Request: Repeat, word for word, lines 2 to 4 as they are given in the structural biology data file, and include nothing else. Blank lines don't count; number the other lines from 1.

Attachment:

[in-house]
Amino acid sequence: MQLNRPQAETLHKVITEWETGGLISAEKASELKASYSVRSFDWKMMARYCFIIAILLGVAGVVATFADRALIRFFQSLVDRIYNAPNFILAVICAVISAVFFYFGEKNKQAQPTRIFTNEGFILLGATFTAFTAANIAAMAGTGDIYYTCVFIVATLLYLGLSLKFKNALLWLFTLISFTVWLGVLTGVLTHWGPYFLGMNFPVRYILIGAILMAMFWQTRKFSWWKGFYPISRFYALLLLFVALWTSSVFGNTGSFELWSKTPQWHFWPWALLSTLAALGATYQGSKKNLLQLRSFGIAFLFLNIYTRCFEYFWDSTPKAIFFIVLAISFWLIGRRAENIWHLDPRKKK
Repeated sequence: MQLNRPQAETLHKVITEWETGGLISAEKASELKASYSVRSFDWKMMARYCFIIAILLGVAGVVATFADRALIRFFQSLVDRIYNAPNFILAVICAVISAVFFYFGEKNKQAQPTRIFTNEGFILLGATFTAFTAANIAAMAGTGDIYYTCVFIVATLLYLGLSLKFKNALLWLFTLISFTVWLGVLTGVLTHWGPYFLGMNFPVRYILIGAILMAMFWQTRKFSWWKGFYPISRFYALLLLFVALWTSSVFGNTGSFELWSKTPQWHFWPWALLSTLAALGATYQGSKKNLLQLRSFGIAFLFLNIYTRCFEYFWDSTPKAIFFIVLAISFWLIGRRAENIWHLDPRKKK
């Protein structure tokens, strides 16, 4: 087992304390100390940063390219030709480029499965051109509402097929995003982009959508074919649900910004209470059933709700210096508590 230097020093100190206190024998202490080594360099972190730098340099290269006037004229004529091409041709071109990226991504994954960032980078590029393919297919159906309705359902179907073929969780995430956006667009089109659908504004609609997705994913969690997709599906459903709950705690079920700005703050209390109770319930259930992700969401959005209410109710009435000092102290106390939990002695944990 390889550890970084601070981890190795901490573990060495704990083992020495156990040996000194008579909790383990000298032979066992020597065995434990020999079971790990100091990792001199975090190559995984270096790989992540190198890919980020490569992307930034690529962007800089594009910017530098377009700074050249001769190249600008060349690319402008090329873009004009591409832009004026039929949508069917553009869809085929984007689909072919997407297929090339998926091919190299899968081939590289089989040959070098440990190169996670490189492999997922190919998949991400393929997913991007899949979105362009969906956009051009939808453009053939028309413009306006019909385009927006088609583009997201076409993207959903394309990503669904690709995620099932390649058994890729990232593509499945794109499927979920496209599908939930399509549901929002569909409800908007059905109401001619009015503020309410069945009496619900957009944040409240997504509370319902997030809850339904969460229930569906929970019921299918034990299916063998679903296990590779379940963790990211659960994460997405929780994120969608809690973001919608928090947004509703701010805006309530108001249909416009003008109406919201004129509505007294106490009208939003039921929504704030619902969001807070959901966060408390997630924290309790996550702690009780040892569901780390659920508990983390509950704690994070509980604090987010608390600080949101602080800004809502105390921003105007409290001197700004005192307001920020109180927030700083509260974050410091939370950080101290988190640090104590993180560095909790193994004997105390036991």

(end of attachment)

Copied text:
Amino acid sequence: MQLNRPQAETLHKVITEWETGGLISAEKASELKASYSVRSFDWKMMARYCFIIAILLGVAGVVATFADRALIRFFQSLVDRIYNAPNFILAVICAVISAVFFYFGEKNKQAQPTRIFTNEGFILLGATFTAFTAANIAAMAGTGDIYYTCVFIVATLLYLGLSLKFKNALLWLFTLISFTVWLGVLTGVLTHWGPYFLGMNFPVRYILIGAILMAMFWQTRKFSWWKGFYPISRFYALLLLFVALWTSSVFGNTGSFELWSKTPQWHFWPWALLSTLAALGATYQGSKKNLLQLRSFGIAFLFLNIYTRCFEYFWDSTPKAIFFIVLAISFWLIGRRAENIWHLDPRKKK
Repeated sequence: MQLNRPQAETLHKVITEWETGGLISAEKASELKASYSVRSFDWKMMARYCFIIAILLGVAGVVATFADRALIRFFQSLVDRIYNAPNFILAVICAVISAVFFYFGEKNKQAQPTRIFTNEGFILLGATFTAFTAANIAAMAGTGDIYYTCVFIVATLLYLGLSLKFKNALLWLFTLISFTVWLGVLTGVLTHWGPYFLGMNFPVRYILIGAILMAMFWQTRKFSWWKGFYPISRFYALLLLFVALWTSSVFGNTGSFELWSKTPQWHFWPWALLSTLAALGATYQGSKKNLLQLRSFGIAFLFLNIYTRCFEYFWDSTPKAIFFIVLAISFWLIGRRAENIWHLDPRKKK
């Protein structure tokens, strides 16, 4: 087992304390100390940063390219030709480029499965051109509402097929995003982009959508074919649900910004209470059933709700210096508590 230097020093100190206190024998202490080594360099972190730098340099290269006037004229004529091409041709071109990226991504994954960032980078590029393919297919159906309705359902179907073929969780995430956006667009089109659908504004609609997705994913969690997709599906459903709950705690079920700005703050209390109770319930259930992700969401959005209410109710009435000092102290106390939990002695944990 390889550890970084601070981890190795901490573990060495704990083992020495156990040996000194008579909790383990000298032979066992020597065995434990020999079971790990100091990792001199975090190559995984270096790989992540190198890919980020490569992307930034690529962007800089594009910017530098377009700074050249001769190249600008060349690319402008090329873009004009591409832009004026039929949508069917553009869809085929984007689909072919997407297929090339998926091919190299899968081939590289089989040959070098440990190169996670490189492999997922190919998949991400393929997913991007899949979105362009969906956009051009939808453009053939028309413009306006019909385009927006088609583009997201076409993207959903394309990503669904690709995620099932390649058994890729990232593509499945794109499927979920496209599908939930399509549901929002569909409800908007059905109401001619009015503020309410069945009496619900957009944040409240997504509370319902997030809850339904969460229930569906929970019921299918034990299916063998679903296990590779379940963790990211659960994460997405929780994120969608809690973001919608928090947004509703701010805006309530108001249909416009003008109406919201004129509505007294106490009208939003039921929504704030619902969001807070959901966060408390997630924290309790996550702690009780040892569901780390659920508990983390509950704690994070509980604090987010608390600080949101602080800004809502105390921003105007409290001197700004005192307001920020109180927030700083509260974050410091939370950080101290988190640090104590993180560095909790193994004997105390036991």